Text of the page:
Ames says the officers stopped him after his child walked out of a Dollar Store with a doll. pic.twitter.com/Nlkd7IXsyc
Swick, meanwhile, was fired following an internal review of 72 Phoenix police employees whose offensive Facebook posts were made public by the Plain View Project, a database created by a team of Philadelphia attorneys in an effort to catalog bigotry and racism among police officers nationwide.
Several of Swick's posts were included in the database. "Statistics show that criminals commit less crime after they've been shot," read one meme shared by Swick, apparently encouraging violence against people who have committed a crime. He again called for violence with a 2015 post of a road sign with the words, "Ferguson protestors ahead, speed up, aim well."
Swick also shared several posts insulting Muslims. In May 2015, he shared a photo of a woman wearing a T-shirt that read, "Stop Muslims Now," next to the words: "I'm not willing to let Muslims rape and kill me just to prove how tolerant I am." In August, he shared a photo of possible refugees captioned, "Stop Obama's colonization plan."
Even if PLEA did decide to initiate a vote of no confidence against Williams, it is essentially an exercise in futility that will do little more than make the Phoenix Police Department more divided: The vote alone cannot remove Williams. If it happens, the results would be presented to City Manager Ed Zuercher.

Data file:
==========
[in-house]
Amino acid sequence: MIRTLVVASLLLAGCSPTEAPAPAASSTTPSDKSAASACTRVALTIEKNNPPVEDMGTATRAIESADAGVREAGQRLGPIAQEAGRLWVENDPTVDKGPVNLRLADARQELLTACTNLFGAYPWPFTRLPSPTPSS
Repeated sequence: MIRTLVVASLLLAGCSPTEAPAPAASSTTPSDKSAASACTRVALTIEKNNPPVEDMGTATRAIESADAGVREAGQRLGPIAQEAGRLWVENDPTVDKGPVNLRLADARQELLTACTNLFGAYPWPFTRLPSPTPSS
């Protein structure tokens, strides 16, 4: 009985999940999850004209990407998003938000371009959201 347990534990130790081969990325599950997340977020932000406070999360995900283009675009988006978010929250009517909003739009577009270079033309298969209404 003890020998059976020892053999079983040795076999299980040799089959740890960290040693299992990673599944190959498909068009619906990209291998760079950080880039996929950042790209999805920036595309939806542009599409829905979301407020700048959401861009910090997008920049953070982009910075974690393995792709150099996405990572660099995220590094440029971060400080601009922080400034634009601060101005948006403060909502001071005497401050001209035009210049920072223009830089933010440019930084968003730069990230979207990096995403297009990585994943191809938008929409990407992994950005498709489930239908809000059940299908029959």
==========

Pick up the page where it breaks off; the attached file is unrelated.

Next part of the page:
Mesa's police union recently tried the same thing with Mesa Police Chief Ramon Batista. While 95 percent of the Mesa Police Association members surveyed for the vote said they were against Batista, the choice to remove Batista was ultimately up to the mayor and the city council, which supported Batista. Batista is still chief of Mesa police.
We Believe Local Journalism is Critical to the Life of a City
Engaging with our readers is essential to Phoenix New Times's mission. Make a financial contribution or sign up for a newsletter, and help us keep telling Phoenix's stories with no paywalls.
Support Our Journalism
Williams has the support of Phoenix Mayor Kate Gallego and most of the city council, with the exception of Sal DiCiccio.
"Every single one of you threw a dedicated police officer under the bus because you didn't have the fortitude to do the right thing," DiCiccio wrote in a letter addressed to Williams and three other police and city employees. "You ruined his life, his career, and made it difficult on his family....The honorable thing to have done would have been for each of you to resign before you ruined someone else's life."
"I support Chief Williams and the work she is doing to make Phoenix a stronger community," Gallego said in a statement. "The chief was clear in her message that public safety officers will be held accountable for actions that do not reflect the values of the police department. We are continuing to move forward with modernizations to strengthen the department and community trust."